Medical Drug-Induced Excess Hair Growth: A Brief Exploration

Introduction: Hair growth in humans is a highly complex process, influenced by an array of genetic, hormonal, and environmental factors. Excessive hair growth, categorized as hypertrichosis and hirsutism, has emerged as a prominent side effect of various medical drugs. This article reviews some of the existing literature and defines the mechanisms through which certain drugs induce excess hair growth.

Hair Growth and its Variations: Human hair growth is characterized by intricate variability both between individuals and between skin regions of the same person, with age and gender playing pivotal roles. Hair may manifest as short, fine vellus hair, long, coarse terminal hair, or fetal-type lanugo body hair (long fine, non-pigmented hair). Excess hair growth can be widespread over the entire body or it can be localized depending on how the drug works and how the individual was exposed to the drug.

Excess hair growth can be classed as hypertrichosis or hirsutism. The distinction between hypertrichosis and hirsutism is often subtle, particularly when instigated by medication. However, in general, hypertrichosis can be defined as non-androgen-dependent excess hair growth and can involve both vellus and terminal hair. Drug-induced hypertrichosis can occur with a wide range of drugs, though it is dose-dependent and usually reversible following drug withdrawal. In contrast, Hirsutism represents excess terminal hair growth in androgen-sensitive areas (the beard, moustache, and to a lesser extent the chest, arm and leg hair). This comes about commonly due to excessive androgen stimulation as a consequence of certain medical drugs.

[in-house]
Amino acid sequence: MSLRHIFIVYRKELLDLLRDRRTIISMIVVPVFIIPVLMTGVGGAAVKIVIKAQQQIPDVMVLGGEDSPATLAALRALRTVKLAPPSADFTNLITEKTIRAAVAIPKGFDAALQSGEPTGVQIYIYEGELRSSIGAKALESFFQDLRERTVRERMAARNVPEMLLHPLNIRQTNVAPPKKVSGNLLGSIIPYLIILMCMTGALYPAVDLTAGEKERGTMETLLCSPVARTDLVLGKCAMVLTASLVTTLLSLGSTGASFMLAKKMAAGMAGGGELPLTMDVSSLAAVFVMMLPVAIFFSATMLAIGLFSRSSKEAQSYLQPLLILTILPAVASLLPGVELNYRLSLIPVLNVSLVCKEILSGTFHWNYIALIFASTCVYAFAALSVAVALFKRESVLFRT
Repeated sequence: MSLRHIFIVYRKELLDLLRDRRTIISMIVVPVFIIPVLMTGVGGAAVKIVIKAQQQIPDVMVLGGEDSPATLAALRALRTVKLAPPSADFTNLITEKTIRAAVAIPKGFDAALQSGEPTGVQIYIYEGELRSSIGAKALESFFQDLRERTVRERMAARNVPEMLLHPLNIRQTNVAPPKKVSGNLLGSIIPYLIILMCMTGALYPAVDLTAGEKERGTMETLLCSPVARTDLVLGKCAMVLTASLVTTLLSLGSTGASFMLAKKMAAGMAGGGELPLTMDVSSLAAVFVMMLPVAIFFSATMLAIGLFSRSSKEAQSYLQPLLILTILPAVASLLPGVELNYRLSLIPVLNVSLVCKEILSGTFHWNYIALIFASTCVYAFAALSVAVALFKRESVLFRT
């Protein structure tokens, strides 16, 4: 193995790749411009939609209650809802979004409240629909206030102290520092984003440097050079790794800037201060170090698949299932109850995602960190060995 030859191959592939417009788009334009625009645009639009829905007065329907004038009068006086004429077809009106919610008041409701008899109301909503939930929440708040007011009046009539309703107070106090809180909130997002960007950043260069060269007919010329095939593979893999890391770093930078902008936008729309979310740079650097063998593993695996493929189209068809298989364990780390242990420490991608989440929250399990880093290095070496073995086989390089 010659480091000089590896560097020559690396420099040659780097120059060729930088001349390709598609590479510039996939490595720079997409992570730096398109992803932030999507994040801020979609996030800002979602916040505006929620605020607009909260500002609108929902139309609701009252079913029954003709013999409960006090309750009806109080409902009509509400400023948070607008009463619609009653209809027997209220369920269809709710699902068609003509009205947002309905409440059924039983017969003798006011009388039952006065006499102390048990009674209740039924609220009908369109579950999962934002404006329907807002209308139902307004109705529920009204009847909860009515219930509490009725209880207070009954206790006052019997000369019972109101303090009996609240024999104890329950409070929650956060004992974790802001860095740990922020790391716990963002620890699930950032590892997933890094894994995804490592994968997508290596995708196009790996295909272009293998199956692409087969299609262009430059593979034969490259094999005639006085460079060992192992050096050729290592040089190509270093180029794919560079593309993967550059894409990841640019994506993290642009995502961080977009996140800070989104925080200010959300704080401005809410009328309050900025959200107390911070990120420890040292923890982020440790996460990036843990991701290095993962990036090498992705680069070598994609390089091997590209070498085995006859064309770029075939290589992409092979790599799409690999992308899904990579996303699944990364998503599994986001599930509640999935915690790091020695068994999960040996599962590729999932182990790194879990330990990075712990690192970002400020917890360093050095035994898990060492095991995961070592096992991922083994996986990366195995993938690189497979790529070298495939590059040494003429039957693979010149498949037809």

Mechanisms of Drug-Induced Excess Hair Growth: Many medications have been identified to induce hypertrichosis or hirsutism, though usually the side effect is fairly rare and only affects a few people of those taking the medical drug. The molecular pathways by which these drugs act on hair follicles are not entirely deciphered and will be different depending on the drug mode of action. Nevertheless, the following biological mechanisms have been recognized as underlying drug induced excess hair growth: